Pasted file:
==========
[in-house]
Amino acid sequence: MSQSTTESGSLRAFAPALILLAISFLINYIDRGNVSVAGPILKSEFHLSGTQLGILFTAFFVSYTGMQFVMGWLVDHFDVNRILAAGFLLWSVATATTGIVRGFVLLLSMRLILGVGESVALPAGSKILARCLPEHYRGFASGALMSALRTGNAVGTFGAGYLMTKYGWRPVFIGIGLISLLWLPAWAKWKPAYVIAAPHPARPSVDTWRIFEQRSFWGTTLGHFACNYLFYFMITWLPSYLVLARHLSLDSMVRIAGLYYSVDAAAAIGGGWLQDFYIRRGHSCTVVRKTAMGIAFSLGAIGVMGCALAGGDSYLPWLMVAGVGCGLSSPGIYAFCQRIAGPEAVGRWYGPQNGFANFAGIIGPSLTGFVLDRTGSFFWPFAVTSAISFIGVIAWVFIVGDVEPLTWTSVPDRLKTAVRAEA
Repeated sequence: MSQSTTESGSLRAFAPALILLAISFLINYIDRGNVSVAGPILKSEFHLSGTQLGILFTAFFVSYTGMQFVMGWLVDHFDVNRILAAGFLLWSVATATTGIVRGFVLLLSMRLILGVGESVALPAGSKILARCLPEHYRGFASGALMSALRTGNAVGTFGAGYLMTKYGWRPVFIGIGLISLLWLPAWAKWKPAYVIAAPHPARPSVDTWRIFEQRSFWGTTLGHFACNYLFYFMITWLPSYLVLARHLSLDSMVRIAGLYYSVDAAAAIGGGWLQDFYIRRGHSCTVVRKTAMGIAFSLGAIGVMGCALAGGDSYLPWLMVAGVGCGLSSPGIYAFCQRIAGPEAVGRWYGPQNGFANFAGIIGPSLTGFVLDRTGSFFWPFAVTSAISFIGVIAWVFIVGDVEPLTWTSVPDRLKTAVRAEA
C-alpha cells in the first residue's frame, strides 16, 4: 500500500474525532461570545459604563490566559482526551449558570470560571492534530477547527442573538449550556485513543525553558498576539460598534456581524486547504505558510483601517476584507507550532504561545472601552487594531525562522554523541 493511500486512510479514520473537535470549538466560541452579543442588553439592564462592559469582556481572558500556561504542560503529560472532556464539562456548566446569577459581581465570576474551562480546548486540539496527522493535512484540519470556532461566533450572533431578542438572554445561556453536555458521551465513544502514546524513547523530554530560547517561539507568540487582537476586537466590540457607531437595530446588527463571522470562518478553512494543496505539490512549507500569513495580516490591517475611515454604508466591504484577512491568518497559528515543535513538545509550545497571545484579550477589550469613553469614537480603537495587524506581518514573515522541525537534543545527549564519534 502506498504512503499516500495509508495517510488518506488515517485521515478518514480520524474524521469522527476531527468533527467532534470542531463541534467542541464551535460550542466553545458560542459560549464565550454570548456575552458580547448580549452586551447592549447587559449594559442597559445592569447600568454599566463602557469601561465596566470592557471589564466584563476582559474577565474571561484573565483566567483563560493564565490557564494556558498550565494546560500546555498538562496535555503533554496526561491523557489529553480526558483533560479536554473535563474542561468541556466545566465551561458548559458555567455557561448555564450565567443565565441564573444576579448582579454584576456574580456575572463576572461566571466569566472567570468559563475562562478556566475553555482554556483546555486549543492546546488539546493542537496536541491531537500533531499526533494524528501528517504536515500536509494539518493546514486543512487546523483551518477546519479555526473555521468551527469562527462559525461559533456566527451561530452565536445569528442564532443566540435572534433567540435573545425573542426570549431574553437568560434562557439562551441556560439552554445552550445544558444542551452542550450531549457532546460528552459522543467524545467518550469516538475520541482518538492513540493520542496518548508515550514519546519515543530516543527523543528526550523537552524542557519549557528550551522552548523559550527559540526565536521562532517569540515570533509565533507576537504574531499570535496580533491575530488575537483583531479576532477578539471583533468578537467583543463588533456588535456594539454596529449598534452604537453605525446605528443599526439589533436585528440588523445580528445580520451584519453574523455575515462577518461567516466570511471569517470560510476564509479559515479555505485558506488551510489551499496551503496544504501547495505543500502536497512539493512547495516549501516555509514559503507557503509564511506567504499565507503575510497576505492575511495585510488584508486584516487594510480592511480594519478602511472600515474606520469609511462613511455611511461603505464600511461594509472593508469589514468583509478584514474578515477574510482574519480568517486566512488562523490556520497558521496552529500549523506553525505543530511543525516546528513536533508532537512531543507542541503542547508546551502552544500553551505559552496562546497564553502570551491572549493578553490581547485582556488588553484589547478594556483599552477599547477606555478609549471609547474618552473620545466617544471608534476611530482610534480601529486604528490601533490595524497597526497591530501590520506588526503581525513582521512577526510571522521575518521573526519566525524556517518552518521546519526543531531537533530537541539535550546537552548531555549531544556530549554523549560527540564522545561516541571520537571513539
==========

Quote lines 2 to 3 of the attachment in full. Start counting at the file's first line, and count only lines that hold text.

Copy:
Amino acid sequence: MSQSTTESGSLRAFAPALILLAISFLINYIDRGNVSVAGPILKSEFHLSGTQLGILFTAFFVSYTGMQFVMGWLVDHFDVNRILAAGFLLWSVATATTGIVRGFVLLLSMRLILGVGESVALPAGSKILARCLPEHYRGFASGALMSALRTGNAVGTFGAGYLMTKYGWRPVFIGIGLISLLWLPAWAKWKPAYVIAAPHPARPSVDTWRIFEQRSFWGTTLGHFACNYLFYFMITWLPSYLVLARHLSLDSMVRIAGLYYSVDAAAAIGGGWLQDFYIRRGHSCTVVRKTAMGIAFSLGAIGVMGCALAGGDSYLPWLMVAGVGCGLSSPGIYAFCQRIAGPEAVGRWYGPQNGFANFAGIIGPSLTGFVLDRTGSFFWPFAVTSAISFIGVIAWVFIVGDVEPLTWTSVPDRLKTAVRAEA
Repeated sequence: MSQSTTESGSLRAFAPALILLAISFLINYIDRGNVSVAGPILKSEFHLSGTQLGILFTAFFVSYTGMQFVMGWLVDHFDVNRILAAGFLLWSVATATTGIVRGFVLLLSMRLILGVGESVALPAGSKILARCLPEHYRGFASGALMSALRTGNAVGTFGAGYLMTKYGWRPVFIGIGLISLLWLPAWAKWKPAYVIAAPHPARPSVDTWRIFEQRSFWGTTLGHFACNYLFYFMITWLPSYLVLARHLSLDSMVRIAGLYYSVDAAAAIGGGWLQDFYIRRGHSCTVVRKTAMGIAFSLGAIGVMGCALAGGDSYLPWLMVAGVGCGLSSPGIYAFCQRIAGPEAVGRWYGPQNGFANFAGIIGPSLTGFVLDRTGSFFWPFAVTSAISFIGVIAWVFIVGDVEPLTWTSVPDRLKTAVRAEA